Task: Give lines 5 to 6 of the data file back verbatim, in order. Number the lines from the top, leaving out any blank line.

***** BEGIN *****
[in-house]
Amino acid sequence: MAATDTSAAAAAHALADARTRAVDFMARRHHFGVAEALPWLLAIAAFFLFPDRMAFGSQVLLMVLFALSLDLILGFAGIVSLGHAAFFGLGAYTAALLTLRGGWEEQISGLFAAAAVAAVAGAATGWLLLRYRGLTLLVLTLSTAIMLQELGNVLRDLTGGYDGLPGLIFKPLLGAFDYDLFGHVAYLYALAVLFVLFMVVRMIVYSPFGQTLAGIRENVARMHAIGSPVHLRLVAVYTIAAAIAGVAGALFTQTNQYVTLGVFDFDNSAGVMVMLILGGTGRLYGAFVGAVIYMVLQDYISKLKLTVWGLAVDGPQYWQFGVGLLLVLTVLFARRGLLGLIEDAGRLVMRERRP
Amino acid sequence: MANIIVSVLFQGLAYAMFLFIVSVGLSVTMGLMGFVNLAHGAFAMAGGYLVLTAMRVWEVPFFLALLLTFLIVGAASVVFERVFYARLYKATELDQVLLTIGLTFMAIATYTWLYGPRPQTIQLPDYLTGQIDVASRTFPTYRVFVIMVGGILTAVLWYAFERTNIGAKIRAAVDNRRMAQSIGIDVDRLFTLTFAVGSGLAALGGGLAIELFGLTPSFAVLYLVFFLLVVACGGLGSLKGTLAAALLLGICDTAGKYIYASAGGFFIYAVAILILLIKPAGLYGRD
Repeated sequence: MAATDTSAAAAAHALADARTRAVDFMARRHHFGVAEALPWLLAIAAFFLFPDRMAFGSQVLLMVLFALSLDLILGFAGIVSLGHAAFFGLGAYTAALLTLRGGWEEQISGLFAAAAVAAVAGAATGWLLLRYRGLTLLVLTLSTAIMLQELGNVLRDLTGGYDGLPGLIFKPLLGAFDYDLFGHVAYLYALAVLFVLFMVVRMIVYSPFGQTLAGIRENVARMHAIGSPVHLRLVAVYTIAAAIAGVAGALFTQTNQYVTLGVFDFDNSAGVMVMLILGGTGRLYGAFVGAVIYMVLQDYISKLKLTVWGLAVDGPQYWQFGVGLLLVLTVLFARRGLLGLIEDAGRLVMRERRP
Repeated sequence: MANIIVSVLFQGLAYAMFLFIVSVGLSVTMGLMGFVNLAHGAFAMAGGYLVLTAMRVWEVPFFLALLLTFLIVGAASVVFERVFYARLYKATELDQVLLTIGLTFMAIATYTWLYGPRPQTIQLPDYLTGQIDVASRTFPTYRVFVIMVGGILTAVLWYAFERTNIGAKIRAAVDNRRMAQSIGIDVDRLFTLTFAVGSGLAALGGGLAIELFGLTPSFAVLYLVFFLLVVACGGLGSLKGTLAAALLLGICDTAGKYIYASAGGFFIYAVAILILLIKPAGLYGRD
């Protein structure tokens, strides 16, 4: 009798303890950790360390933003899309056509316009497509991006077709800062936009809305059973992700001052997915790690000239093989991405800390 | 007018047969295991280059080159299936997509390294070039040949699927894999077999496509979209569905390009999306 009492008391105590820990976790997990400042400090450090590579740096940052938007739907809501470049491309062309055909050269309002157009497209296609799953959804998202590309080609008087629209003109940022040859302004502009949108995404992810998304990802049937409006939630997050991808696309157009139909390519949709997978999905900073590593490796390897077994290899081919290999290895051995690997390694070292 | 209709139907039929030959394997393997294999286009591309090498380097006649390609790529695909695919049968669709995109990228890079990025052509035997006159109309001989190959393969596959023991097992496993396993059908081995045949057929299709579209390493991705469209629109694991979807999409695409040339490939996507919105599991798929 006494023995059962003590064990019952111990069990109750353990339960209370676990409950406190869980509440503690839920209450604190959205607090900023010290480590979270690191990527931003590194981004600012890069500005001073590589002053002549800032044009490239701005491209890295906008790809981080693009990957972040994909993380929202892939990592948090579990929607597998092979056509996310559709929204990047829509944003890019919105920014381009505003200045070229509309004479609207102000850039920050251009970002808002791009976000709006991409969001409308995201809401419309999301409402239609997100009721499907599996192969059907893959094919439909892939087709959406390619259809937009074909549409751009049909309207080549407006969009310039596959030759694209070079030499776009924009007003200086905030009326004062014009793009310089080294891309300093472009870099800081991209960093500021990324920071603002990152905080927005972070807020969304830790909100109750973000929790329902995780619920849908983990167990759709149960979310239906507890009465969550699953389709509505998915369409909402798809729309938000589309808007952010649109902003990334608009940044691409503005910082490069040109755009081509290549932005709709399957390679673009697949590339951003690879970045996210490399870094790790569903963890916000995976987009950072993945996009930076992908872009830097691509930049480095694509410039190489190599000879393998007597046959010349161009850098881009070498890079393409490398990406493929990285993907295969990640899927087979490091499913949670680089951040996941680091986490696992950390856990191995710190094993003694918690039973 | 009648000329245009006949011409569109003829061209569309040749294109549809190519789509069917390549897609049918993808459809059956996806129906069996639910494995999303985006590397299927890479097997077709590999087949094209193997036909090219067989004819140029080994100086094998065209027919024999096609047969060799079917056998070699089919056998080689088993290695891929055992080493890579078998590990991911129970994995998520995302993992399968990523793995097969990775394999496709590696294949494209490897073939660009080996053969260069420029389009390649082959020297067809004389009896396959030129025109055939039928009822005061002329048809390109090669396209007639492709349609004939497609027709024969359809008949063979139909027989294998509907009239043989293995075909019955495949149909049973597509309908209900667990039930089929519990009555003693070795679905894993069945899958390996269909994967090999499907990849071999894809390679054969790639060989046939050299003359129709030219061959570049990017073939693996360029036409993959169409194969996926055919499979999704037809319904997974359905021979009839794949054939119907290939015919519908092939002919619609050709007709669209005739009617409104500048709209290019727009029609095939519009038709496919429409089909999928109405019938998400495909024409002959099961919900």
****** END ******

Repeated sequence: MANIIVSVLFQGLAYAMFLFIVSVGLSVTMGLMGFVNLAHGAFAMAGGYLVLTAMRVWEVPFFLALLLTFLIVGAASVVFERVFYARLYKATELDQVLLTIGLTFMAIATYTWLYGPRPQTIQLPDYLTGQIDVASRTFPTYRVFVIMVGGILTAVLWYAFERTNIGAKIRAAVDNRRMAQSIGIDVDRLFTLTFAVGSGLAALGGGLAIELFGLTPSFAVLYLVFFLLVVACGGLGSLKGTLAAALLLGICDTAGKYIYASAGGFFIYAVAILILLIKPAGLYGRD
């Protein structure tokens, strides 16, 4: 009798303890950790360390933003899309056509316009497509991006077709800062936009809305059973992700001052997915790690000239093989991405800390 | 007018047969295991280059080159299936997509390294070039040949699927894999077999496509979209569905390009999306 009492008391105590820990976790997990400042400090450090590579740096940052938007739907809501470049491309062309055909050269309002157009497209296609799953959804998202590309080609008087629209003109940022040859302004502009949108995404992810998304990802049937409006939630997050991808696309157009139909390519949709997978999905900073590593490796390897077994290899081919290999290895051995690997390694070292 | 209709139907039929030959394997393997294999286009591309090498380097006649390609790529695909695919049968669709995109990228890079990025052509035997006159109309001989190959393969596959023991097992496993396993059908081995045949057929299709579209390493991705469209629109694991979807999409695409040339490939996507919105599991798929 006494023995059962003590064990019952111990069990109750353990339960209370676990409950406190869980509440503690839920209450604190959205607090900023010290480590979270690191990527931003590194981004600012890069500005001073590589002053002549800032044009490239701005491209890295906008790809981080693009990957972040994909993380929202892939990592948090579990929607597998092979056509996310559709929204990047829509944003890019919105920014381009505003200045070229509309004479609207102000850039920050251009970002808002791009976000709006991409969001409308995201809401419309999301409402239609997100009721499907599996192969059907893959094919439909892939087709959406390619259809937009074909549409751009049909309207080549407006969009310039596959030759694209070079030499776009924009007003200086905030009326004062014009793009310089080294891309300093472009870099800081991209960093500021990324920071603002990152905080927005972070807020969304830790909100109750973000929790329902995780619920849908983990167990759709149960979310239906507890009465969550699953389709509505998915369409909402798809729309938000589309808007952010649109902003990334608009940044691409503005910082490069040109755009081509290549932005709709399957390679673009697949590339951003690879970045996210490399870094790790569903963890916000995976987009950072993945996009930076992908872009830097691509930049480095694509410039190489190599000879393998007597046959010349161009850098881009070498890079393409490398990406493929990285993907295969990640899927087979490091499913949670680089951040996941680091986490696992950390856990191995710190094993003694918690039973 | 009648000329245009006949011409569109003829061209569309040749294109549809190519789509069917390549897609049918993808459809059956996806129906069996639910494995999303985006590397299927890479097997077709590999087949094209193997036909090219067989004819140029080994100086094998065209027919024999096609047969060799079917056998070699089919056998080689088993290695891929055992080493890579078998590990991911129970994995998520995302993992399968990523793995097969990775394999496709590696294949494209490897073939660009080996053969260069420029389009390649082959020297067809004389009896396959030129025109055939039928009822005061002329048809390109090669396209007639492709349609004939497609027709024969359809008949063979139909027989294998509907009239043989293995075909019955495949149909049973597509309908209900667990039930089929519990009555003693070795679905894993069945899958390996269909994967090999499907990849071999894809390679054969790639060989046939050299003359129709030219061959570049990017073939693996360029036409993959169409194969996926055919499979999704037809319904997974359905021979009839794949054939119907290939015919519908092939002919619609050709007709669209005739009617409104500048709209290019727009029609095939519009038709496919429409089909999928109405019938998400495909024409002959099961919900």